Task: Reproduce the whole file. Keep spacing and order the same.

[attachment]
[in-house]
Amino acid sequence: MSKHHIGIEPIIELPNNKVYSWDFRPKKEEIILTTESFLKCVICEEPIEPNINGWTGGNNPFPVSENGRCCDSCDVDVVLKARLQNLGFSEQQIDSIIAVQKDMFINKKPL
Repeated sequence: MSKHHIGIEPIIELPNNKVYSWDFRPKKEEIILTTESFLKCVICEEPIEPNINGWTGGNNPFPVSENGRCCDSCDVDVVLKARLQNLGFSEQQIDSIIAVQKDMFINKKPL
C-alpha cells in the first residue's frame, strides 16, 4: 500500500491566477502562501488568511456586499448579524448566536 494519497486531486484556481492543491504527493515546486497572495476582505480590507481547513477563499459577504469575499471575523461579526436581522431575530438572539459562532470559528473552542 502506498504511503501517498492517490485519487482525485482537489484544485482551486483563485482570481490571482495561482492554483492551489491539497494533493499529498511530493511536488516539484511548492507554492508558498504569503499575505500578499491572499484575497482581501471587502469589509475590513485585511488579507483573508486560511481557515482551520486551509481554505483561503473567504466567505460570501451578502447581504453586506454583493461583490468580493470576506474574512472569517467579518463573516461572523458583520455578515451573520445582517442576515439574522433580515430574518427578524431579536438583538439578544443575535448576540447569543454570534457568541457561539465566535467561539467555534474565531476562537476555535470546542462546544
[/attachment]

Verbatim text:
[in-house]
Amino acid sequence: MSKHHIGIEPIIELPNNKVYSWDFRPKKEEIILTTESFLKCVICEEPIEPNINGWTGGNNPFPVSENGRCCDSCDVDVVLKARLQNLGFSEQQIDSIIAVQKDMFINKKPL
Repeated sequence: MSKHHIGIEPIIELPNNKVYSWDFRPKKEEIILTTESFLKCVICEEPIEPNINGWTGGNNPFPVSENGRCCDSCDVDVVLKARLQNLGFSEQQIDSIIAVQKDMFINKKPL
C-alpha cells in the first residue's frame, strides 16, 4: 500500500491566477502562501488568511456586499448579524448566536 494519497486531486484556481492543491504527493515546486497572495476582505480590507481547513477563499459577504469575499471575523461579526436581522431575530438572539459562532470559528473552542 502506498504511503501517498492517490485519487482525485482537489484544485482551486483563485482570481490571482495561482492554483492551489491539497494533493499529498511530493511536488516539484511548492507554492508558498504569503499575505500578499491572499484575497482581501471587502469589509475590513485585511488579507483573508486560511481557515482551520486551509481554505483561503473567504466567505460570501451578502447581504453586506454583493461583490468580493470576506474574512472569517467579518463573516461572523458583520455578515451573520445582517442576515439574522433580515430574518427578524431579536438583538439578544443575535448576540447569543454570534457568541457561539465566535467561539467555534474565531476562537476555535470546542462546544